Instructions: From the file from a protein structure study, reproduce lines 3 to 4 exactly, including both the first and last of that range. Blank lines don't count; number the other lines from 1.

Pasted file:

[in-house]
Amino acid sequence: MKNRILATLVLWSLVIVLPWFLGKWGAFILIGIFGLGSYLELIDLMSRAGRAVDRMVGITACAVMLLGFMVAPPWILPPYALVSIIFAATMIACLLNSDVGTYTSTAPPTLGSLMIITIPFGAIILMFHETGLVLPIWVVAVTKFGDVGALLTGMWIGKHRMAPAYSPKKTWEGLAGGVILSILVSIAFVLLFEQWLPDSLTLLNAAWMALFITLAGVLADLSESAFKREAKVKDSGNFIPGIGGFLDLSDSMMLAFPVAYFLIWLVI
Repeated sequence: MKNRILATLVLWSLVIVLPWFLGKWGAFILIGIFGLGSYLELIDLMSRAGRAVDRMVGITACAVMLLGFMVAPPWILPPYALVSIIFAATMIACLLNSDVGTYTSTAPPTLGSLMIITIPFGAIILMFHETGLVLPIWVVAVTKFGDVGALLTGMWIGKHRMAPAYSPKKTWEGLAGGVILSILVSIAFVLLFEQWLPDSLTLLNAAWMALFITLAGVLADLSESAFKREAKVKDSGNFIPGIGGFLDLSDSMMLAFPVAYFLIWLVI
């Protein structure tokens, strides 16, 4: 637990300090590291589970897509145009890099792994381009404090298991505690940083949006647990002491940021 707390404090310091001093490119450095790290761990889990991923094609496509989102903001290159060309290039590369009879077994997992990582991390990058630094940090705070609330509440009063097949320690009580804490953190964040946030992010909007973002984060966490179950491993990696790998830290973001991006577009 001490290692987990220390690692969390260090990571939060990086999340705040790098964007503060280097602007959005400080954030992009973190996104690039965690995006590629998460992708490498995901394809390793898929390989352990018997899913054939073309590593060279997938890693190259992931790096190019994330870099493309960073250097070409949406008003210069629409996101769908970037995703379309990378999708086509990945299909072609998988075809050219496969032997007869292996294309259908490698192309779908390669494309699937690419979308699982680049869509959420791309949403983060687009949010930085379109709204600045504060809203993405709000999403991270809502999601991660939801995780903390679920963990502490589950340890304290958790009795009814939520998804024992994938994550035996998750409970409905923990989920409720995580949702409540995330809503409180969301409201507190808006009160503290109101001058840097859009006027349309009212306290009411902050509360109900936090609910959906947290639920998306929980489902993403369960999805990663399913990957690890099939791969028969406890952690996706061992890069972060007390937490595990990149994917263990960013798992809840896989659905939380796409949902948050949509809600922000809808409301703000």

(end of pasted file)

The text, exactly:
Repeated sequence: MKNRILATLVLWSLVIVLPWFLGKWGAFILIGIFGLGSYLELIDLMSRAGRAVDRMVGITACAVMLLGFMVAPPWILPPYALVSIIFAATMIACLLNSDVGTYTSTAPPTLGSLMIITIPFGAIILMFHETGLVLPIWVVAVTKFGDVGALLTGMWIGKHRMAPAYSPKKTWEGLAGGVILSILVSIAFVLLFEQWLPDSLTLLNAAWMALFITLAGVLADLSESAFKREAKVKDSGNFIPGIGGFLDLSDSMMLAFPVAYFLIWLVI
């Protein structure tokens, strides 16, 4: 637990300090590291589970897509145009890099792994381009404090298991505690940083949006647990002491940021 707390404090310091001093490119450095790290761990889990991923094609496509989102903001290159060309290039590369009879077994997992990582991390990058630094940090705070609330509440009063097949320690009580804490953190964040946030992010909007973002984060966490179950491993990696790998830290973001991006577009 001490290692987990220390690692969390260090990571939060990086999340705040790098964007503060280097602007959005400080954030992009973190996104690039965690995006590629998460992708490498995901394809390793898929390989352990018997899913054939073309590593060279997938890693190259992931790096190019994330870099493309960073250097070409949406008003210069629409996101769908970037995703379309990378999708086509990945299909072609998988075809050219496969032997007869292996294309259908490698192309779908390669494309699937690419979308699982680049869509959420791309949403983060687009949010930085379109709204600045504060809203993405709000999403991270809502999601991660939801995780903390679920963990502490589950340890304290958790009795009814939520998804024992994938994550035996998750409970409905923990989920409720995580949702409540995330809503409180969301409201507190808006009160503290109101001058840097859009006027349309009212306290009411902050509360109900936090609910959906947290639920998306929980489902993403369960999805990663399913990957690890099939791969028969406890952690996706061992890069972060007390937490595990990149994917263990960013798992809840896989659905939380796409949902948050949509809600922000809808409301703000």